So if there are no accidentals at the beginning of the sheet, this would NOT, in itself, tell me that the song was in A minor (or C major). I would have to look at the actual notes in the melody and see if any of them had accidentals, right?

    By the way, if I conclude that the song IS based on the natural A minor scale, how do I now that it’s not in C major? I guess by just listening to the “feel” and “gravity” of the song, I guess…

    I get the feeling that most musicians I play with don’t really know about these different minor scales themselves, even though they may be quite advanced. Somehow it seems like it’s up to each player to figure out along the way which minor scale to use in each song. Or am I missing something?

    For me, the Dorian mode has always been a savior, because it avoids the major seven and the minor sixth, both of which can sound really out of place. Actually, until recently I actually thought I was playing THE minor scale… 😛

    • Mark July 30, 2014 at 8:46 am - Reply

      Traditionally, minor keys can be differentiated from a major key by the accidentals required to transform the natural minor to a harmonic or melodic minor. The Harmonic Minor is the standard minor scale for creating chords in the minor key hence the name ‘Harmonic’ minor. It gives rise to the all important Major and Dominant 7 chord at Chord V. So the key of A minor will have a G# and occasionally an F#. Both notes are obviously different from C major.

      The Natural Minor is not really a standard basis for a key because of the Minor chord at Chord V. BUT, it can be done and is just more like composing in an Aeolian Mode (see Modes Of The Major Key lesson). When you compose in a mode you have to use other elements beyond basic accidentals to give a sense of tonal gravity and a feeling of resolution. This can be something as simple as resting on the root chord at the end of a melodic phrase etc. etc.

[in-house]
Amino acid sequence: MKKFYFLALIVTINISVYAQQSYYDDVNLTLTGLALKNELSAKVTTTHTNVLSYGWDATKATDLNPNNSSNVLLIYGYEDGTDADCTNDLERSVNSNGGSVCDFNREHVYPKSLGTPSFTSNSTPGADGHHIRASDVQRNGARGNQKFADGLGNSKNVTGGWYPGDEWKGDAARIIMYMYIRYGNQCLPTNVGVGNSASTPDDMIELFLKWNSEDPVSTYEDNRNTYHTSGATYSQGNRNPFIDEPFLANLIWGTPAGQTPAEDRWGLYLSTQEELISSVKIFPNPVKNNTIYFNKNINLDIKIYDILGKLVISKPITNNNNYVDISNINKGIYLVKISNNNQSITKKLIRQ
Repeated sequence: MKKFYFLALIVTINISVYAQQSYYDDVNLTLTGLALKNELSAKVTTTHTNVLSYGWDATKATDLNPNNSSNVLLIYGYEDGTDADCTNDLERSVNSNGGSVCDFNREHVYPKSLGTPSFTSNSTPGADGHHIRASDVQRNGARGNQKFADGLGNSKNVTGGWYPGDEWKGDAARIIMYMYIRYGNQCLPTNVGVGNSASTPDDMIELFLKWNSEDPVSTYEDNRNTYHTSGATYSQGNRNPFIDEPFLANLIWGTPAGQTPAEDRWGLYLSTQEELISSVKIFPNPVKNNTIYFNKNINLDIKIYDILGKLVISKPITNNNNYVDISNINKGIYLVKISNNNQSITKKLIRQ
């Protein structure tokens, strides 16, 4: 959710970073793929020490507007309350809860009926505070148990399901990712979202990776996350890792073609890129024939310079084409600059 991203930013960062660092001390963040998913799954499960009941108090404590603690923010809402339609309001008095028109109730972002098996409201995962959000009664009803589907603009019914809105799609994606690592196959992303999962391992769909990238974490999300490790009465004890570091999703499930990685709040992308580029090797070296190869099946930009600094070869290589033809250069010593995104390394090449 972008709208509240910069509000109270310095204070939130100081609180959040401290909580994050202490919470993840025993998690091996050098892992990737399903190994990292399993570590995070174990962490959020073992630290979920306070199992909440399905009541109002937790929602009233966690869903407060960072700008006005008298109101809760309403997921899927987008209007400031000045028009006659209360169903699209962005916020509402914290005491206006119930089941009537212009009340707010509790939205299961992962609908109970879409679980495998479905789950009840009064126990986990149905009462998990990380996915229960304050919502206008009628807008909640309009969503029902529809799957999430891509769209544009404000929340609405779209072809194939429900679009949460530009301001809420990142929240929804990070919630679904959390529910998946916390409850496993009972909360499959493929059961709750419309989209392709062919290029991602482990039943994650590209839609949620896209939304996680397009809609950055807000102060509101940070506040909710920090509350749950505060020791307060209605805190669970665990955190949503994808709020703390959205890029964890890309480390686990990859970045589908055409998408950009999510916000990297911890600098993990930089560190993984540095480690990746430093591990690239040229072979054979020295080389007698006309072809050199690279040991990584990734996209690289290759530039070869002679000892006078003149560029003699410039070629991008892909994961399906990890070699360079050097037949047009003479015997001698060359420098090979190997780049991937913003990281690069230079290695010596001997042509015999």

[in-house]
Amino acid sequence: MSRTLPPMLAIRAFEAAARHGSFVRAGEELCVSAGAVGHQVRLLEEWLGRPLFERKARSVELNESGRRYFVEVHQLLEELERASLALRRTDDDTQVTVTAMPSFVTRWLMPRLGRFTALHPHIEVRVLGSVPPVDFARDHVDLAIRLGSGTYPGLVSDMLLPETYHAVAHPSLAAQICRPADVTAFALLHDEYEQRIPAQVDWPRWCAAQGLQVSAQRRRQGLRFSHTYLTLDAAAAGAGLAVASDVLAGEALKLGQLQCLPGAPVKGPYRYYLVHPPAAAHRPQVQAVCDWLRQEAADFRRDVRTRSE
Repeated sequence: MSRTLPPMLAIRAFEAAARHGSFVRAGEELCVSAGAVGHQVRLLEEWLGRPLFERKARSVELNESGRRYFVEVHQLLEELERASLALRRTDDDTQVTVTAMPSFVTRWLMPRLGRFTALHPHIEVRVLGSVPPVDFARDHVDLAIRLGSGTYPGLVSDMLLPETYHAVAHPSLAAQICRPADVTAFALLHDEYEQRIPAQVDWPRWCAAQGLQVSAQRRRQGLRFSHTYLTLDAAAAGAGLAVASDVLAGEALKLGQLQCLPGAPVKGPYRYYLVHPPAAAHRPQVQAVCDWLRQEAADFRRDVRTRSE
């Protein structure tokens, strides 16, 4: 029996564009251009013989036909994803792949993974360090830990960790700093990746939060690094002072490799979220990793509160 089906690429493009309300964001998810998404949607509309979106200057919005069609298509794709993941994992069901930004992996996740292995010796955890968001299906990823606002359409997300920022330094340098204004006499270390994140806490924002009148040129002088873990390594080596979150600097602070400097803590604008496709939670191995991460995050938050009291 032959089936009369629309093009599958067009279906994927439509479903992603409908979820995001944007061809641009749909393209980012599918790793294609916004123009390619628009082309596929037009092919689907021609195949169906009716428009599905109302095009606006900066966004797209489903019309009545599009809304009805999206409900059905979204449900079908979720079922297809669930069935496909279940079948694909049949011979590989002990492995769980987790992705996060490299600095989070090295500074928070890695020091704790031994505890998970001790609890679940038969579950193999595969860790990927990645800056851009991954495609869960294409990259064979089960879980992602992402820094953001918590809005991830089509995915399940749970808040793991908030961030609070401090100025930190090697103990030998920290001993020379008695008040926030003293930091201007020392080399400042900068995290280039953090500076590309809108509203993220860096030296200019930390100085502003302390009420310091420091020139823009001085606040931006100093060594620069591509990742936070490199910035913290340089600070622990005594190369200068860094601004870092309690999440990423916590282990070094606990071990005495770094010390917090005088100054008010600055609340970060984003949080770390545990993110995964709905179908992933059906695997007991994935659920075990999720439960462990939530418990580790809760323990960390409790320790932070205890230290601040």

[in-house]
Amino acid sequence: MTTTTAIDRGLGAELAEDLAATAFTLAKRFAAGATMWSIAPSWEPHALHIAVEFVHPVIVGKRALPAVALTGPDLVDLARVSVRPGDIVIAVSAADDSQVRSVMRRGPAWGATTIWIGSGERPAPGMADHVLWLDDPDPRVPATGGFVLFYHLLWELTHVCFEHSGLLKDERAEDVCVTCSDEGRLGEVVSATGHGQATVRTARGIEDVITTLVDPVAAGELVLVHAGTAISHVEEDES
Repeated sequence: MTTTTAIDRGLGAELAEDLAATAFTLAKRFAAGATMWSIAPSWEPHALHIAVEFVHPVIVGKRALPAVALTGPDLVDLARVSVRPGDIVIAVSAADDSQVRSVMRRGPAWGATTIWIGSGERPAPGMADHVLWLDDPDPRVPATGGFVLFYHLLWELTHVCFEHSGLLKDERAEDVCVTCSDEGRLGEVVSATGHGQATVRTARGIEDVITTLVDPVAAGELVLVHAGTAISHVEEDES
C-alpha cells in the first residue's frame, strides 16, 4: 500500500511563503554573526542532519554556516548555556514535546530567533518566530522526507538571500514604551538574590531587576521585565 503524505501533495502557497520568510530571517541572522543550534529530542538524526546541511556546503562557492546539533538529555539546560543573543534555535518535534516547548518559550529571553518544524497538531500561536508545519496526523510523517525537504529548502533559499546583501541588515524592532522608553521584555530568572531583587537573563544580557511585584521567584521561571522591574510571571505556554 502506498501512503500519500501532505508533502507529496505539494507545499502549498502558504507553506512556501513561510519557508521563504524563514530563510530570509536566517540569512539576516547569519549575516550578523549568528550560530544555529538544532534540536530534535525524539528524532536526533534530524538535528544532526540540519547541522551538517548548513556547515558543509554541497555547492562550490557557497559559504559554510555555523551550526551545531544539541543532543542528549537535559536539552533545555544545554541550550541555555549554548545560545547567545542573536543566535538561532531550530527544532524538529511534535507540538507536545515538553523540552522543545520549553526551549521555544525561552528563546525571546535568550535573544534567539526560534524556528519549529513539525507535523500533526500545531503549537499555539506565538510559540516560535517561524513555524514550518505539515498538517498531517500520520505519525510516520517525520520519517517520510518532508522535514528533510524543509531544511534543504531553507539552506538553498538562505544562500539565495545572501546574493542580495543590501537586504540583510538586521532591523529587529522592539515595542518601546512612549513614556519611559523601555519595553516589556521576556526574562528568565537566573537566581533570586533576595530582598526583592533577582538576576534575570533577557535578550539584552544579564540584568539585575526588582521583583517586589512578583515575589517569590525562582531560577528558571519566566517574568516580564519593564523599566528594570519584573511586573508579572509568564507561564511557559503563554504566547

As I said, when you talk of Natural Minor, Dorian, Phrygian or any other Minor-type scale you aren’t really talking about minor keys in the traditional sense. It’s more Modal composition/performance.

  3. Bjorn July 30, 2014 at 9:21 am - Reply

    Thanks a LOT, Mark! Things are much clearer now. I look forward to watching more of your lessons today, and I am sure everything I have ever wondered about is in there! Your site is such a fantastic resource!

  4. Martin December 5, 2014 at 10:43 am - Reply

    Great lesson Mark. I was never quite sure about these scales and how they work. You have explained things clearly and i am looking forward to practicing them over the weekend. Hopefully all will sink in. Thanks

  5. Derek Foster March 6, 2016 at 8:45 pm - Reply

    I’ve been going through your music theory lessons and they have all been fantastic! I’ve been playing bass for about a year and a half and always thought this stuff was intimidating. Your lessons make the material very accessible so thank you so much.

    A small error: the tab for the melodic minor in the PDF is the same as that of the harmonic minor.

  6. Sean Green August 8, 2018 at 9:06 pm - Reply

    Hi Mark,

    1) Can you generate chords from the natural minor scale?

    2) I’m a bit confused … Say a piece is in C minor, this means B’s and E’s are Flat.
    But using the harmonic minor to make 7th chords, Chord I is CmMaj7. This contains a b natural instead of the B flat, clashing with the key. Won’t using that chord for a bass line clash with the rest of the band?

    3) One of my band’s songs is in F# minor, so F C and G are sharp. The chord sequence (root notes) go III IV I, so A B F#. So I was trying to see what chords I could use in this minor key for bass lines. Using the harmonic minor scale to make the chords, for Chord III, I get A augmented or A maj7#5. This contains a F natural instead of the F# and sounds wrong.
    Does this mean the song is actually in A major? does the chord progression go I II VI instead? therefore using the chords of the A major scale. The keyboard player says the piece has a minor feel but thinks it is based in F# natural minor (Aeolian Mode), because the song doesn’t start or end with a string A feel.

    I mean I know how to play a F# Aeolian Mode, but how can the whole song be based around a mode? Does he mean the chords should be generated from the F# Aeolian mode (natural minor) ? Can this be done?



Leave A Comment